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46% of subway deaths linked to intoxication

Everyone has heard the slogan for motorists “Don’t drink and drive,” but Columbia University offers straphangers their own motto: “If you’re drunk, stay off the No. 7.”

Or any other subway line, for that matter.

A study by the Mailman School of Public Health at Columbia said 46 percent of all subway deaths in the city transit system between 1990 and 2003 involved intoxicated passengers.

“An interesting finding of the study was the relationship between alcohol intoxication and unintentional subway fatalities,” said Dr. Robyn Gershon, professor of clinical socio−medical sciences at the Mailman School.

“This is a public health message that has not, to our knowledge, been communicated to the general public,” Gershon said.

Gershon said that of the nearly 700 deaths on the subway in the 13−year period, 84 percent were male, while 43 percent of the incidents occurred in Manhattan and involved persons between ages of 35 and 44.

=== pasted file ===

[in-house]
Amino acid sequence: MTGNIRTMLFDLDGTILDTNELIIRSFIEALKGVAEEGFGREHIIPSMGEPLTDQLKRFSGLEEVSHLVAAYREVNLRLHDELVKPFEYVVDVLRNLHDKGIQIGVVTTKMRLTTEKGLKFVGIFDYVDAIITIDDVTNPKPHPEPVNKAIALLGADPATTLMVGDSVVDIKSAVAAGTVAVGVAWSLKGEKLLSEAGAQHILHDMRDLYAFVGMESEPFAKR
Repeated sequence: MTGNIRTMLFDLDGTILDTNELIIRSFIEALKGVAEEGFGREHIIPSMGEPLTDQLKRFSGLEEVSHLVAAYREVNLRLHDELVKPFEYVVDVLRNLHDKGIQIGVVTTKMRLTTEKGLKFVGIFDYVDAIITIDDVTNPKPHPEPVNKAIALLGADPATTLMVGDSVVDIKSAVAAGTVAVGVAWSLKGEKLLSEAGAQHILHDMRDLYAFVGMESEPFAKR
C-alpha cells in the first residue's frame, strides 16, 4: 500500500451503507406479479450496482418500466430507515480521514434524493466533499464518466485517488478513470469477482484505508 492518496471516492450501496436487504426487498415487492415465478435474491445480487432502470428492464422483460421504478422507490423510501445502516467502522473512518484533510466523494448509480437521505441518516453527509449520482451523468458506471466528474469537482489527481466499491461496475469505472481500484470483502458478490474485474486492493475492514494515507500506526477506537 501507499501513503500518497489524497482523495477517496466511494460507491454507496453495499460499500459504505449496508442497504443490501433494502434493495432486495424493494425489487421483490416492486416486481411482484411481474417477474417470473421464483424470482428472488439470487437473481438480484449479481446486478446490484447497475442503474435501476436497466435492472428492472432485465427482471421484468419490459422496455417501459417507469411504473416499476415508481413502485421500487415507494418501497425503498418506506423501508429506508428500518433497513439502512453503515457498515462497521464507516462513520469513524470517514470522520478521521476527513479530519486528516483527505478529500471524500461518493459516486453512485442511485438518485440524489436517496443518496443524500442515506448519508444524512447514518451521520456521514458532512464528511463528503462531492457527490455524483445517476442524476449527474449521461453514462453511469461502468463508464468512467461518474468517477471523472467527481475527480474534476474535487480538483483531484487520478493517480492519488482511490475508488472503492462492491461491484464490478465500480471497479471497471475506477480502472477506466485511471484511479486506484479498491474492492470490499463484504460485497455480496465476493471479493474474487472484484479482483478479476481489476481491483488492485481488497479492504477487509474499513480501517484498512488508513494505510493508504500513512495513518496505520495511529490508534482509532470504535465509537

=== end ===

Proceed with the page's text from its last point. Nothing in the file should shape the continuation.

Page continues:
Researchers consulting the city medical examiner’s reports said most fatalities occur when passengers jump onto the tracks to retrieve personal items or accidentally fall onto the tracks — sometimes when drunk.

Gershon said some subway patrons may conclude that since they do not drive, traveling by subway is safe, even if they have been drinking heavily.

“Given that more than 75 percent of households in Manhattan and more than 50 percent of those in all of New York City do not own a car,” Gershon said, “there may be a sense that drinking alcohol to the point of intoxication is not risky since people are not driving.

“However, these data suggest that riding subways while intoxicated may be associated with accidental death.”

Gershon said public information campaigns addressing the dangers associated with riding after drinking may help lessen the risk. The Metropolitan Transportation Authority has long promoted safety through numerous messages aimed at parents of young children and thrill−seeking people who ride between cars as well as safe riding in general.

Paul Fleuranges, chief spokesman for New York City Transit, said the agency would study the findings of the Columbia report and might consider a public relations campaign warning against “riding after drinking.”

The paper, “Epidemiology of Subway−Related Fatalities in New York City,” has been published in the November 2008 edition of the “Journal of Safety Research.”

Reach contributing writer Philip Newman by e−mail at news@timesledger.com or phone at 718−229−0300, Ext. 136.

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